There is more than just one relationship one can have with a book. What one takes away from a book is noteworthy and much discussed, but what one brings to a book is far less acknowledged. More often than not, one approaches a book with expectations; to be enchanted, enthralled, entertained, emancipated and even educated. What I brought to City of Djinns when I first picked it up was a huge fascination of Delhi.
I’m not a history buff. In fact, apart from being overtly curious about the Second World War, I don’t ever remember giving my history textbook a second look. However, even a history agnost would find himself/herself drawn by Delhi and into the realms of the times that once existed. It is almost impossible to return from Delhi untouched by the grandeur that the city is. In Delhi, history stares at you in the face; you don’t have to go looking for it. It wouldn’t be an understatement to say that Delhi is a living history textbook; a prettier one at that. So, it is not surprising that William Dalrymple’s second book—an account of his year in Delhi—is a book full of rich, untold stories from the capital. First published in 1993 in UK and in 2004 in India, City of Djinns is nothing short of a wonder book. Although the writing isn’t as passionate as one hopes it would be given how fascinating the stories are, one can ignore that little misgiving. What you might bring to this book would be ignorance. What you take away from it is sheer enlightenment.
Hitching onto the narrative might take a while, but the ride is surely worth it. Dalrymple takes you into areas that you might have seen, but never really ‘known’. In the prologue, Dalrymple writes about Delhi,
“…the city…possessed a bottomless seam of stories: takes receding far beyond history, deep into the cavernous chambers of myth and legend…”
and he goes on, through the length of the book, to justify those words. He brings you to tales that challenge your scientific instincts. He unearths lives that buried under the scorching heat, dust and the multiple garbs of time. He draws portraits of kings who lived and of dynasties that died. He goes knocking on conspicuous doors to find forgotten legends waiting to be told behind them. In short, Dalrymple brings Delhi alive in places that one has seen or heard of but never explored beneath the surface.
Particular narratives that stayed with me include the life-alteration of William Fraser during his stay in India, the attack on the Sikh community following the assassination of Indira Gandhi, the degradation of the eunuchs from a respected section to a shunned unit, Shah Jahan and the equation with his children, the expanse of Hastinapur, the Sufis, and, of course, the djinns and their existence in this world. What particularly stands out is that Dalrymple doesn’t write this book as a foreigner. His allusions and descriptions are very much desi. His conversations with the locals are touching as they come across as narratives from a generation gone by.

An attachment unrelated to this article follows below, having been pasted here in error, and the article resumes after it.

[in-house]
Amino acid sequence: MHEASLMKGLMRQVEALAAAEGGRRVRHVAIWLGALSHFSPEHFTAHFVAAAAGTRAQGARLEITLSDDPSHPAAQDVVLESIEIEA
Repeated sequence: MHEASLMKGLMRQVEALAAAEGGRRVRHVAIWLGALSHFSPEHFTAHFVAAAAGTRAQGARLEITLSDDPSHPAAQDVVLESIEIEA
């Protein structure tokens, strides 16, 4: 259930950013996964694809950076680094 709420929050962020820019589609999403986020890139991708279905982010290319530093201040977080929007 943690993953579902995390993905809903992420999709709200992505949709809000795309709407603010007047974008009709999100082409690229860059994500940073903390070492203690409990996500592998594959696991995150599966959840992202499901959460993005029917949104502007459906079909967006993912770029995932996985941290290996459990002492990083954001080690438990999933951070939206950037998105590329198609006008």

While the history of Delhi is traced by Dalrymple, one can see how two major faiths of Hindustan are married together in time. It is remarkable how Delhi has so fondly been home to both Islam and Hinduism. In spite of all the wars where one wanted to oust the other, each religion has left behind an abundant legacy in the city thus making it what it is today. Both religions have amalgamated into one another in such a way that no one can take them apart. Be it Shah Jahan’s magnificent architecture or the expanse of Hastinapur on the very land where those structures now lie, Delhi is the granite of Islam and Hinduism. Granite that has formed due to the careful and calm sedimentation over the ages.
I particularly liked a story in the book. About a dervish named Khwaja Khizr, Dalrymple writes:
“Other authorities are more specific; they said that Khizr was the great grandson of Shem son of Noah, that he was immortal and that his body was miraculously renewed every five years… He was always dressed in green and was called Khizr (Arabic for Green) because wherever he knelt and prayed the soil instantly became covered with thick vegetation. He was still alive…and a wandered over the earth… Sometimes he travelled by a river, balanced on a large fish…”
He then says,
“Khwaja Khizr’s fame spread…to the Hindus of the North India who quickly realized that Khizr was really an incarnation of Vishnu. In the Punjab the Green One used to be worshipped as a river god and in many temples he was depicted sailing down the Indus on the back of a large fish.”
This story made me smile. One more story about religion as narrated by Rumi is given in the book. The simplicity and ingenuity of the story is enlightenment in itself. These and many more fascinating tales are found in the City of Djinns. The tales of the djinns comes a little late in the narrative, but by then your mind has been so amazed that you believe it all the same. If all that could exist, why not this, you ask.
City of Djinns is a beautiful book on what, in my opinion, is one of the greatest story-telling cities in the world. In this book, history shines, and how!
P.S.: Image Copyright: Self